Xi’an Goes into Lockdown

Authorities in Xi’an have locked down the entire city after reporting over 100 new coronavirus cases. China has employed lockdowns, mass testing, and centralized quarantines to pursue a “zero-covid” strategy. The Xi’an lockdown is the latest demonstration of resolve on the part of the Chinese leadership to take immediate and often drastic action to stem the tide of the infectious disease. At The Wall Street Journal, Liyan Qi reported on the lockdown of this city of thirteen million people:

Since Dec. 9, the city in the northwest of China has confirmed more than 140 Covid-19 cases, city officials said at a briefing.

[…] After Xi’an officials announced the stay-at-home order Wednesday afternoon, local residents rushed to grocery stores to stock up on food. The city, known for its terra-cotta warriors, allows one family member to do grocery runs every two days.

[…] Many college students in Xi’an, which is home to dozens of universities, resorted to social media to vent about the lockdown, with some worrying that the lockdown will prevent them from taking upcoming graduate-school entrance exams. [Source]

Xi’an residents thronged local stores, hoping to secure supplies before the lockdown went into effect. The government says new supplies will be brought in on Thursday:

In the days before the lockdown, Xi’an’s health code application crashed due to excessive use, inconveniencing local residents. A Weibo rumor held that fixing the crashed app was delayed because engineers could not access the building without displaying green codes on the health app—the very app that they were tasked with repairing. Chongqing’s Shangyou News (上游新闻) reported that the company responsible denied the rumor, but seemed unwilling to elaborate. Residents cannot ride buses, take taxis, or enter certain buildings without a green code. When health codes turn yellow—whether due to potential exposure or “spacial-temporal proximity”—people can find themselves stranded in their apartments or, worse, caught in a Kafka-esque cycle of testing and entry bans. Residents speak of “guarding the green horse,” a homophone for a green QR code, to describe their efforts to maintain the green codes that allow them freedom of movement.

Cao Siqi and Yu Xi of state-run tabloid Global Times provided further detail on Xi’an’s epidemic situation:

These strict measures came after a city-wide nucleic acid testing program starting from Sunday, which detected 42 cases on Monday and 52 cases on Tuesday. So far, the outbreak has affected five other cities – Xianyang and Yan’an in Shaanxi, Zhoukou in Central China’s Henan Province, Dongguan in South China’s Guangdong Province, and Beijing.

[…] Some people questioned why the city has conducted a full-scale epidemiological survey at this early stage, since the specific transmission route is still not clear, and there is a lack of clear correlation among various transmission chains. Some said compared with a survey in Tianjin, in which the movements of patients could be pinpointed to minutes, the results in Xi’an were incomplete and unclear.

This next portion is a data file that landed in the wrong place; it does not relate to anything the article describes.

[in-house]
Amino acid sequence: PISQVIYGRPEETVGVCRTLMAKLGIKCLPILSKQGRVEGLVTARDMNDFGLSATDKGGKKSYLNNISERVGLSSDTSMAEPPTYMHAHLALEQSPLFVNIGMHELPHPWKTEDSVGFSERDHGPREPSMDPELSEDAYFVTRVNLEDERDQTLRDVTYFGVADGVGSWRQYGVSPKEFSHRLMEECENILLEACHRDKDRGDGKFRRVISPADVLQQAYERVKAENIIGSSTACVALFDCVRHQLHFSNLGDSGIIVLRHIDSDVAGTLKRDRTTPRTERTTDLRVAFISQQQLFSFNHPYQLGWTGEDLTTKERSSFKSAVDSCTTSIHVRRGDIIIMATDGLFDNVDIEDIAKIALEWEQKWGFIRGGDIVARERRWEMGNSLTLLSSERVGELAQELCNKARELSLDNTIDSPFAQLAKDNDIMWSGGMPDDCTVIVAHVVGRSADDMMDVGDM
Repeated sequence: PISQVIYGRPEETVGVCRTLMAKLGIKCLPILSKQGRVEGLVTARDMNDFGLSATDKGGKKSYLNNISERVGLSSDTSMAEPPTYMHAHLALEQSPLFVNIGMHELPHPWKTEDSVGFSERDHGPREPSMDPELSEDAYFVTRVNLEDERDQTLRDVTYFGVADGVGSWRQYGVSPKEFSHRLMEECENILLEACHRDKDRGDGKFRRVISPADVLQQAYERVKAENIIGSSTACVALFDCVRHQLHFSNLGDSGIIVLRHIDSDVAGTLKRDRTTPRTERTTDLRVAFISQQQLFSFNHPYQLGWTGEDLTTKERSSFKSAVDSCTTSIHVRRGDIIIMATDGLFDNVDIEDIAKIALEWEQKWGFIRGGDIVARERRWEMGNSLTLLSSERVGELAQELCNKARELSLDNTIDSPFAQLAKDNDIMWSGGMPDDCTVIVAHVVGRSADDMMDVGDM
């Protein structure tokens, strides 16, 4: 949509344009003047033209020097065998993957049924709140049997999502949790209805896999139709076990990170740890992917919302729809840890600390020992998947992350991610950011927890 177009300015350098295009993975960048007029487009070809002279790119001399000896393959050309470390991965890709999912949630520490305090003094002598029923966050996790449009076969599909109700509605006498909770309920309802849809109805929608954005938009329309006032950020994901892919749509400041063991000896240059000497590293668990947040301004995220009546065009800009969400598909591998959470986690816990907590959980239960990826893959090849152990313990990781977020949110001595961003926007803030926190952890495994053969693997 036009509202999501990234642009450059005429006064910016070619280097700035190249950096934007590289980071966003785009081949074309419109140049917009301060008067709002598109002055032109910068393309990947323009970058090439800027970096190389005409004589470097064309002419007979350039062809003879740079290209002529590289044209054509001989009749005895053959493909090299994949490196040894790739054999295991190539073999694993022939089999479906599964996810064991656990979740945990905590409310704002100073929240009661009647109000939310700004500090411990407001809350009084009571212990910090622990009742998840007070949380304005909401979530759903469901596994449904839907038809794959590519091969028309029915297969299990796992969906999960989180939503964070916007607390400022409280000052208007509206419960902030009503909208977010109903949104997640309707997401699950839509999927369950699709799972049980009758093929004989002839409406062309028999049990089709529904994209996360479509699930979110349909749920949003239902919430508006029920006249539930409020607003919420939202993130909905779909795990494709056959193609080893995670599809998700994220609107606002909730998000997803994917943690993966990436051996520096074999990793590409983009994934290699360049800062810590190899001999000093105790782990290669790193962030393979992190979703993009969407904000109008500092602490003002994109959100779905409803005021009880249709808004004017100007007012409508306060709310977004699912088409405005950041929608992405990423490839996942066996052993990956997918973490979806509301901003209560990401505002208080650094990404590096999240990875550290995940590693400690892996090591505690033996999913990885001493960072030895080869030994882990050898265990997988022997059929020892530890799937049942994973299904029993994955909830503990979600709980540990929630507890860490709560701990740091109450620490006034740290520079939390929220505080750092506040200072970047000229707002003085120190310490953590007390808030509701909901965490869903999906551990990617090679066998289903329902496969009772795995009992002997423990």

[…] “A larger number of sporadic cases have not yet been linked to the current transmissions, which indicated that there has been hidden transmission in Xi’an,” Lu Hongzhou, head of the Third People’s Hospital of Shenzhen and member of the expert committee of national disease control and prevention, told the Global Times on Wednesday. [Source]

COVID is not the only disease plaguing Xi’an. At South China Morning Post, Zhuang Pinghui reported on a concurrent outbreak of a separate deadly disease in Xi’an, haemorrhagic fever:

The disease is predominantly caused by hantavirus. Rodents are the main source of infection and it can be transmitted by a rodent bite or by eating food or water contaminated by a rodent. It transmits mostly from animal to people and spread from human to human is extremely rare.

The Xian Centre for Disease Control and Prevention said in a statement on Sunday that haemorrhagic fever was currently at its peak. It said the disease’s early symptoms were similar to the onset of respiratory infectious diseases such as a common cold and the centre urged residents not to ignore symptoms or wait to be treated.

[…] According to the Shaanxi CDC 2020 work report, a total of 1,834 cases of haemorrhagic fever were reported in the province last year, up 90.05 per cent from 965 cases in 2019. [Source]

Lockdowns are more common along China’s borders, which are perceived as vectors of disease, fairly or not. Two cities in Yunnan and Xinjiang have been subject to months-long, rolling lockdowns throughout the pandemic. At The Washington Post, Lily Kuo reported on the less-noticed lockdown of a city of 200,000 along the southern border:

The city of Dongxing, which borders Vietnam in China’s southern Guangxi province, on Wednesday ordered all households to quarantine at home until further notice after a resident tested positive during a routine screening, according to state broadcaster CCTV. Schools, public transportation and most businesses, except for supermarkets and pharmacies, were temporarily shuttered as authorities launched a campaign to test everyone in the city.

Customs processing in the city, the entry point for a million tons of goods annually from Vietnam, was also halted while the Chinese Embassy in Hanoi asked Chinese citizens in Vietnam not to return by land.

[…] China’s pursuit of a stringent “zero covid” policy has resulted in increasingly strict border controls and quarantines and frequent lockdowns across the country. According to Vietnam’s state-controlled Hanoi Times, more than 6,000 trucks carrying fruit have been stranded along the Chinese-Vietnamese border for several weeks. [Source]



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